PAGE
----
The phosphatidylcholine-hydrolysing phospholipase C NPC4 plays a role in response of Arabidopsis roots to salt stress

Freier Zugriff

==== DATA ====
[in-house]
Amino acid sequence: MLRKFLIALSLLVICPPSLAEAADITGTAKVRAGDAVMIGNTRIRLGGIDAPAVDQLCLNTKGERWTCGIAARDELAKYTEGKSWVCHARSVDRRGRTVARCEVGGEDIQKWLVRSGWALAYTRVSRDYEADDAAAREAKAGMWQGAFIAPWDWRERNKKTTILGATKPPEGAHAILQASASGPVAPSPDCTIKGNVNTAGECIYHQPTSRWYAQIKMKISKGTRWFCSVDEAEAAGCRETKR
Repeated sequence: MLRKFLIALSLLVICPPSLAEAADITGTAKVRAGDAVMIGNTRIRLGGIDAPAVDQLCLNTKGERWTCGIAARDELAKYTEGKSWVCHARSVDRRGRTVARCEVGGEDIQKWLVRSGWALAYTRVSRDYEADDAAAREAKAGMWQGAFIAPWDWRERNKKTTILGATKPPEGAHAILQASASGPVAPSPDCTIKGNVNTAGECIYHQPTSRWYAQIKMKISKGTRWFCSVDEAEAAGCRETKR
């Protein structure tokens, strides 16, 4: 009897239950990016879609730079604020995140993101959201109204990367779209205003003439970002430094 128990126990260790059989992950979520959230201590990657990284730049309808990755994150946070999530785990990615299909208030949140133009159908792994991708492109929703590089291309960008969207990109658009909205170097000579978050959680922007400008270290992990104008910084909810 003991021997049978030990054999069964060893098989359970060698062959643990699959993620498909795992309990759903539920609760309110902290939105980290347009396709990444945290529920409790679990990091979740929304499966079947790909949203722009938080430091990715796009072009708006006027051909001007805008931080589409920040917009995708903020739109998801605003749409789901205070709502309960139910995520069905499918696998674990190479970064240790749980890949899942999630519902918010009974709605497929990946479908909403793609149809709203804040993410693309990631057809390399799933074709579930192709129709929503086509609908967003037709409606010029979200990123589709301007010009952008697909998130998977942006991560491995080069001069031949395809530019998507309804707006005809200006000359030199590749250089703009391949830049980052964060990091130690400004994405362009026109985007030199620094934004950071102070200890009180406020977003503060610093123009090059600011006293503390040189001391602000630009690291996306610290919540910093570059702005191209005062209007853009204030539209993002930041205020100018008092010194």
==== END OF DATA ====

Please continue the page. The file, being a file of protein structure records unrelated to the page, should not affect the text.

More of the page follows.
Phosphatidylcholine-hydrolysing phospholipase C, also known as non-specific phospholipase C (NPC), is a new member of the plant phospholipase family that reacts to environmental stresses such as phosphate deficiency and aluminium toxicity, and has a role in root development and brassinolide signalling. Expression of NPC4, one of the six NPC genes in Arabidopsis, was highly induced by NaCl. Maximum expression was observed from 3h to 6h after the salt treatment and was dependent on salt concentration. Results of histochemical analysis of PNPC4:GUS plants showed the localization of salt-induced expression in root tips. On the biochemical level, increased NPC enzyme activity, indicated by accumulation of diacylglycerol, was observed as early as after 30min of salt treatment of Arabidopsis seedlings. Phenotype analysis of NPC4 knockout plants showed increased sensitivity to salinity as compared with wild-type plants. Under salt stress npc4 plants had shorter roots, lower fresh weight, and reduced seed germination. Expression levels of abscisic acid-related genes ABI1, ABI2, RAB18, PP2CA, and SOT12 were substantially reduced in salt-treated npc4 plants. These observations demonstrate a role for NPC4 in the response of Arabidopsis to salt stress.

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